In 1962, more than fifty years after Mark Twain’s death, his daughter finally allowed the publication of the essays and satirical short stories that were deemed too irreligious and controversial to see the light of day when he wrote them. The pieces were gathered by Twain’s literary executor Bernard DeVoto in a collection titled "Letters from the Earth", and they feature sharp takes on the inconsistencies and illogic of Christianity and biting criticisms of American life.
"Letters from the Earth" is a collection of essays that were written during a difficult time in Twain's life; he was deep in debt and had lost his wife and one of his daughters. The book consists of a series of short stories, many of which deal with God and Christianity. Twain penned a series of letters from the point-of-view of a dejected angel on Earth. This title story consists of letters written by the archangel Satan to archangels, Gabriel and Michael, about his observations on the curious proceedings of earthly life and the nature of man's religions.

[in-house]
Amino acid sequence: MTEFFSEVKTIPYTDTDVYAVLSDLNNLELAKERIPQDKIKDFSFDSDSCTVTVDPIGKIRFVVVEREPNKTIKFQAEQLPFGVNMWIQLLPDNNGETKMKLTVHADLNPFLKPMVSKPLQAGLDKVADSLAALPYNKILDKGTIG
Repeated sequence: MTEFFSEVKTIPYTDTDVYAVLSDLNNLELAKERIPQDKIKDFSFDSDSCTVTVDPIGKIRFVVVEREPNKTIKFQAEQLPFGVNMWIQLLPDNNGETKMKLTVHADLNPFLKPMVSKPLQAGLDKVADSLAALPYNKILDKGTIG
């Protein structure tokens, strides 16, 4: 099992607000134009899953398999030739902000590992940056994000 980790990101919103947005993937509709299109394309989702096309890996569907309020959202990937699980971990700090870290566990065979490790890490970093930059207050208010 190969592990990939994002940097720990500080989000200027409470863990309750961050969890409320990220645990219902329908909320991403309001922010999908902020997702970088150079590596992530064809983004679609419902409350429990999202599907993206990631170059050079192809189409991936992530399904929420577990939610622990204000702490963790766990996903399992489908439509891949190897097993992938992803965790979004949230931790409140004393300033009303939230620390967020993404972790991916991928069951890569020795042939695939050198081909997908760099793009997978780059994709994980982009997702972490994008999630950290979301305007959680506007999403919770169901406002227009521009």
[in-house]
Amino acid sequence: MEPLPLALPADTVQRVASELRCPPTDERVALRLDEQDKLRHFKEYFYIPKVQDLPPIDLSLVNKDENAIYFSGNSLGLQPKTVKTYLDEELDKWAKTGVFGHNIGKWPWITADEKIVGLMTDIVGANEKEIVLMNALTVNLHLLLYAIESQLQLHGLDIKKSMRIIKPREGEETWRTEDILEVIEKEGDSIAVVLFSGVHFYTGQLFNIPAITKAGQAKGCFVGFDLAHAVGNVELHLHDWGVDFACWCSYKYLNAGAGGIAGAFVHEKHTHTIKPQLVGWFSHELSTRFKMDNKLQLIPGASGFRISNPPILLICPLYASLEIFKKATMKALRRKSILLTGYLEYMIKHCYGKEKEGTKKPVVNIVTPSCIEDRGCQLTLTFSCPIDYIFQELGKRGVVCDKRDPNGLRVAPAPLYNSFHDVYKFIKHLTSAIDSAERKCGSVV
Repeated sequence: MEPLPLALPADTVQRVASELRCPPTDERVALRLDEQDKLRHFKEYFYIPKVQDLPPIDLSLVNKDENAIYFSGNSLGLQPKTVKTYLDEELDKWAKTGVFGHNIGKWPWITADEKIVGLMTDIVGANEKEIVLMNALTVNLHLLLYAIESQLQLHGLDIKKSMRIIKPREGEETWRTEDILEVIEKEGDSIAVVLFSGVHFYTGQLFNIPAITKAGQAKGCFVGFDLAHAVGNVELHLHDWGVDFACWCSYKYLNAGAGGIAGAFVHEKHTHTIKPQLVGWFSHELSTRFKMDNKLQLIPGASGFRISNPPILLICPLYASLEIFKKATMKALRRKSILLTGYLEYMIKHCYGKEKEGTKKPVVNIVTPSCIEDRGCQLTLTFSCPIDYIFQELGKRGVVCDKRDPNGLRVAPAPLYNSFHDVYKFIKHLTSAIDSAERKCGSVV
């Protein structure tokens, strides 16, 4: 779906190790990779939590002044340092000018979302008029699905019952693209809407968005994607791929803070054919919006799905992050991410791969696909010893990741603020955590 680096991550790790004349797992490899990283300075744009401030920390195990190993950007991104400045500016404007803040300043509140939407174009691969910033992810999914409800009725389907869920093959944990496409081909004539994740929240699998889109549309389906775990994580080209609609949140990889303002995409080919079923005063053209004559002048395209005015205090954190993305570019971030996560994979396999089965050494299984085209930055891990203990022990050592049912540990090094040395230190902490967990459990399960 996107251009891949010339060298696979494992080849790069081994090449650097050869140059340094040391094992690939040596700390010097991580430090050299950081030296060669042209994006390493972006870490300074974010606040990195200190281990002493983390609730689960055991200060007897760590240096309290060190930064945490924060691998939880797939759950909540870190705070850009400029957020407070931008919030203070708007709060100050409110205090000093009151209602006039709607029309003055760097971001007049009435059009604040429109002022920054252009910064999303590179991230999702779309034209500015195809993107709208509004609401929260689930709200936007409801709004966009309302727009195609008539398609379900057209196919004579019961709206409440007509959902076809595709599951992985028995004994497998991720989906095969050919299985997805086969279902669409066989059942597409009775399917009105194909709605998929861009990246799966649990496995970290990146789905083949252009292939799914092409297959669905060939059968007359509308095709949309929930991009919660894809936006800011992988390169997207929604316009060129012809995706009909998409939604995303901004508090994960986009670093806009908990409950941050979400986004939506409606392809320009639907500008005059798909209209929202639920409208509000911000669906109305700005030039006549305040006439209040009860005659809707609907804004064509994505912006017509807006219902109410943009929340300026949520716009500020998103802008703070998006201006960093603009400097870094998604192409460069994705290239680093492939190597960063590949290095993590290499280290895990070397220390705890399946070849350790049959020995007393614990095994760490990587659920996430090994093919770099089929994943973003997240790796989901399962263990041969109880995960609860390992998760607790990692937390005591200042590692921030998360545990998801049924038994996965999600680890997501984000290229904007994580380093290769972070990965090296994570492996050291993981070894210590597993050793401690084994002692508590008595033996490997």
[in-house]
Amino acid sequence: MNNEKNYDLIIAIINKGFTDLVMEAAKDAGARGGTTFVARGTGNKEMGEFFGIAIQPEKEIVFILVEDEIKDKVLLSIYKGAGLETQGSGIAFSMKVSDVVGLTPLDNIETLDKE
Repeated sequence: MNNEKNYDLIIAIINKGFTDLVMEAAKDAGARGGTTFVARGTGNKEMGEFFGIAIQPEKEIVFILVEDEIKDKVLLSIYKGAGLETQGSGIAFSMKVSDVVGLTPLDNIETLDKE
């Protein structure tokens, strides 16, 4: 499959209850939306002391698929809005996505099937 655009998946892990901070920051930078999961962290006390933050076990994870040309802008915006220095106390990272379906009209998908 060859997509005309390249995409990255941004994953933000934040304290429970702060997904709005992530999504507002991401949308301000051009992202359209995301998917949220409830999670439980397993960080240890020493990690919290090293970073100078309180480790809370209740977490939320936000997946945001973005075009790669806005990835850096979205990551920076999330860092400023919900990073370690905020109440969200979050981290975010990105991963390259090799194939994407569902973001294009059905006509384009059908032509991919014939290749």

By analysing the idea of heaven and God that is widely accepted by those who believe in both, Twain is able to take the silliness that is present and study it with the common sense that is absent. Not so much an attack as much as a cold dissection.
Other short stories in the book include a bedtime story about a family of cats Twain wrote for his daughters, and an essay explaining why an anaconda is morally superior to Man.
Twain's writings in "Letters from the Earth" find him at perhaps his most quizzical and questioning state ever.